A lighted underground tunnel in a nickel mine.

Nickel prices remained steady last week due to a lack of new fundamentals that would drive the commodity either up or down.

According to a recent report from the Economic Calendar, nickel traded on the London Metal Exchange at $10,210 to $10,115 a metric ton with support at $9,860/mt and resistance at $10,735/mt.

Want a short- and medium-term buying outlook for aluminum, copper, tin, lead, zinc, nickel and several forms of steel? Subscribe to our monthly buying outlook reports!

Leia Toovey, writing for the Economic Calendar, said “Nickel futures experienced upside earlier in the month when Philippine President Rodrigo Duterte threatened to stop all mining in the world’s biggest exporter of nickel. This comes after the Philippines suspended mining activities at numerous nickel mines found to be in violation of environmental regulations.”

Nickel Prices Break Even in Q1

Our own Raul de Frutos recently wrote extensively on the current state of the nickel market, and found that while most industrial metals will finish Q1 2017 on the upside, nickel is one exception.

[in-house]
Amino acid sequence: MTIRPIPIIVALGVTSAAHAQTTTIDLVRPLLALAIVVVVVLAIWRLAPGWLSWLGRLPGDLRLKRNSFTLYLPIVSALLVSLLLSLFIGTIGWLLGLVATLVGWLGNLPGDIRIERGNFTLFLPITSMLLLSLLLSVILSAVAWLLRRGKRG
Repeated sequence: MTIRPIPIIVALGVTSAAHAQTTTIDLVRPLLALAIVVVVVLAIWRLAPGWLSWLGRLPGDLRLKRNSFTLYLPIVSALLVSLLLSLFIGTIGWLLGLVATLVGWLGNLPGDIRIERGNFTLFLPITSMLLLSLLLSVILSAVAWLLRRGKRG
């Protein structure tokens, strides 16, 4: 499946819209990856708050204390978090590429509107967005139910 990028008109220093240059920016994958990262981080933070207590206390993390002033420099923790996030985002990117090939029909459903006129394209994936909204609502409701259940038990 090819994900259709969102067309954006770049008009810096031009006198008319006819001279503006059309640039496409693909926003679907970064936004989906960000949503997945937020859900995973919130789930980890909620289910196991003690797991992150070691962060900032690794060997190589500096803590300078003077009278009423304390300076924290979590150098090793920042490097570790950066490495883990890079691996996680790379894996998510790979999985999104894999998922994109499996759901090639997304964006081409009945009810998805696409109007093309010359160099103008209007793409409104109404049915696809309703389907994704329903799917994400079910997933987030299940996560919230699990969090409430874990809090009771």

de Frutos wrote: “The metal has traded up and down to finish the first quarter close to flat. Nickel prices are significantly higher than they were one year ago and traders are now finding little reason to be any more bullish than bearish due to a mix of news that helps both positions.”

He concluded that nickel is in dire need of new fundamental price drivers, positive or negative.

“With all of this uncertainty, industrial buyers might want to wait for new clues before making purchasing decisions,” he wrote.

How will nickel and base metals fare in 2017? You can find a more in-depth copper price forecast and outlook in our brand new Monthly Metal Buying Outlook report. For a short- and long-term buying strategy with specific price thresholds: